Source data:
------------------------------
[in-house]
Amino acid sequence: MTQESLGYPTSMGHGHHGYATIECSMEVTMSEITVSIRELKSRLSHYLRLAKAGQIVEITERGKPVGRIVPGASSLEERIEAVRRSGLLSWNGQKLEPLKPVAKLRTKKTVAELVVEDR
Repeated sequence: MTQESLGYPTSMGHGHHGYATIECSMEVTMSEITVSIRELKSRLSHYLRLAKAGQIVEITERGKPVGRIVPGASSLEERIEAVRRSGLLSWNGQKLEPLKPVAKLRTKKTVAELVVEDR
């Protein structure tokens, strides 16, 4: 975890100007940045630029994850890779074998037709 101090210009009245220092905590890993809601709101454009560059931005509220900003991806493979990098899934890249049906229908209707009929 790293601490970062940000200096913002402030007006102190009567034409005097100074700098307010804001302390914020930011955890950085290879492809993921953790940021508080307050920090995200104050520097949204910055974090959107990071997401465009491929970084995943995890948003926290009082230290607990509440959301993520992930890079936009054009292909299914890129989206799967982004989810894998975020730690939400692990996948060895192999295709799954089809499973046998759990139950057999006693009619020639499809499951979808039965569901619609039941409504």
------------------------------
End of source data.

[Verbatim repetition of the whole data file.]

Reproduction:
[in-house]
Amino acid sequence: MTQESLGYPTSMGHGHHGYATIECSMEVTMSEITVSIRELKSRLSHYLRLAKAGQIVEITERGKPVGRIVPGASSLEERIEAVRRSGLLSWNGQKLEPLKPVAKLRTKKTVAELVVEDR
Repeated sequence: MTQESLGYPTSMGHGHHGYATIECSMEVTMSEITVSIRELKSRLSHYLRLAKAGQIVEITERGKPVGRIVPGASSLEERIEAVRRSGLLSWNGQKLEPLKPVAKLRTKKTVAELVVEDR
């Protein structure tokens, strides 16, 4: 975890100007940045630029994850890779074998037709 101090210009009245220092905590890993809601709101454009560059931005509220900003991806493979990098899934890249049906229908209707009929 790293601490970062940000200096913002402030007006102190009567034409005097100074700098307010804001302390914020930011955890950085290879492809993921953790940021508080307050920090995200104050520097949204910055974090959107990071997401465009491929970084995943995890948003926290009082230290607990509440959301993520992930890079936009054009292909299914890129989206799967982004989810894998975020730690939400692990996948060895192999295709799954089809499973046998759990139950057999006693009619020639499809499951979808039965569901619609039941409504």